A new three-year joint initiative between the Ministry of Education, Youth and Sport (MoEYS) and Unesco will provide Grade 1 and 2 teachers in five provinces with mentorship in a bid to improve the quality of primary school education, a joint press release said.
“The introduction of the [Senior Mentoring System] allows teachers to get regular support from their peers. In this way, teachers’ capacity development doesn’t end with training, but will continue at school,” the press release said.
The programme will be provided through the MoEYS and Unesco’s joint Strengthening Teacher Education Programmes in Cambodia (STEPCam).
Funding will come from the Capacity Development for Education (CapED) and the Global Partnership for Education Phase III (GPE3), said the press release.
“By focusing on the professional development of Grade 1 and Grade 2 teachers of Khmer and Mathematics [subjects], this component of STEPCam engages not just mentors, but also teachers, teacher trainers, school directors, and MoEYS officials and staff in a comprehensive suite of activities,” it said.
By the end of last year, there were a total of 3,400 mentors, teachers, and trainers – 62 per cent of whom were women – mentoring Grade 1 and 2 teachers in five provinces including – Kratie, Preah Vihear, Siem Reap, Stung Treng and Oddar Meanchey.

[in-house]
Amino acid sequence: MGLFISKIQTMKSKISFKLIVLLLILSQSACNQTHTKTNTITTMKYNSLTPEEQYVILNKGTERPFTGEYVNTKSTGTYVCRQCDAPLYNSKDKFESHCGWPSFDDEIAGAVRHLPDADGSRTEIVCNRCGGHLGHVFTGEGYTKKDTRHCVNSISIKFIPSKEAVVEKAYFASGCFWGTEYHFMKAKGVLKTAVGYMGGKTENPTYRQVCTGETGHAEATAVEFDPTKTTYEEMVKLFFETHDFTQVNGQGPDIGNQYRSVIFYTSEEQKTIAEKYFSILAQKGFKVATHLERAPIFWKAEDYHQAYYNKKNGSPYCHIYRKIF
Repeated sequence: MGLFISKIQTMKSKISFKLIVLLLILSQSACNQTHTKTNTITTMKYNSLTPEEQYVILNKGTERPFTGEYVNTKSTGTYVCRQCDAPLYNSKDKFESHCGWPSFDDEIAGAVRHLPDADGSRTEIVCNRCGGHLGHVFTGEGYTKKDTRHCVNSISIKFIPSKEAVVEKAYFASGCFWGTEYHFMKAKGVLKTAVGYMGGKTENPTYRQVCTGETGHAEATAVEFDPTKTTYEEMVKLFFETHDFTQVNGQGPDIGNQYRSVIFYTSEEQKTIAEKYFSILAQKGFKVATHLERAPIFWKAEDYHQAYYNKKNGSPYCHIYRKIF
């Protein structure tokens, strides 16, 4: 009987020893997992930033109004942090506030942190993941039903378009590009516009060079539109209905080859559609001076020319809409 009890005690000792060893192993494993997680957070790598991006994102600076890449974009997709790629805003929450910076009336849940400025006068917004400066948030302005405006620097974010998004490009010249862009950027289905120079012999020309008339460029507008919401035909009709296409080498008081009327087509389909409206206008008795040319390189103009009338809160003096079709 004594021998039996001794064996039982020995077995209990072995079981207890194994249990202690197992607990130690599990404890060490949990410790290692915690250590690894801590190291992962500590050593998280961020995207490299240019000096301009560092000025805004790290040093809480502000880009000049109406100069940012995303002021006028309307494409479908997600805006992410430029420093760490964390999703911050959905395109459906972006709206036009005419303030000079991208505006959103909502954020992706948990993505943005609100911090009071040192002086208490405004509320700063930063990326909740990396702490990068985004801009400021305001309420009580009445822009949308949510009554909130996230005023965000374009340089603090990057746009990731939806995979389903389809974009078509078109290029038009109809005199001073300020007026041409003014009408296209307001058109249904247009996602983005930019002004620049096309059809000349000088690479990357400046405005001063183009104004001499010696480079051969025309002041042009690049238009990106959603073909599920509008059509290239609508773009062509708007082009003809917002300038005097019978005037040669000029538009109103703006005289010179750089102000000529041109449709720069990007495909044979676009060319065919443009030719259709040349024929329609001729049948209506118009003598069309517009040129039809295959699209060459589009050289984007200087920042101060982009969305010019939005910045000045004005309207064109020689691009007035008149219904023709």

The MoEYS said it considered the mentors – composed of a qualified group of education professionals – to be “an innovative concept introduced into the Cambodian school system”.
“The new student-centred approach in early-grade-learning – which fosters positive inquiry and active participation – is at the core of STEPCam, together with child-friendly and engaging new teaching materials,” said the press release.
MoEYS spokesman Ros Soveacha told The Post on Sunday that the mentoring programme would focus on integrating more modern methods and technology to benefit teachers and students.
“The objective is to promote learning and teaching, with particular attention to teaching with support from mentors. We hope teachers will incorporate the theories into practice to improve the quality of education,” Soveacha said.
Cambodian Independent Teachers’ Association president Ouk Chhayavy said Cambodia’s early education had yet to improve due to favouritism towards donors.
“We must have our own key principles applied to the education system. How will Cambodian students learn from teachers if the MoEYS rapidly adapts the sector to meet the concepts proposed by donors?” she asked.
“I don’t think anything has improved,” she told The Post on Sunday.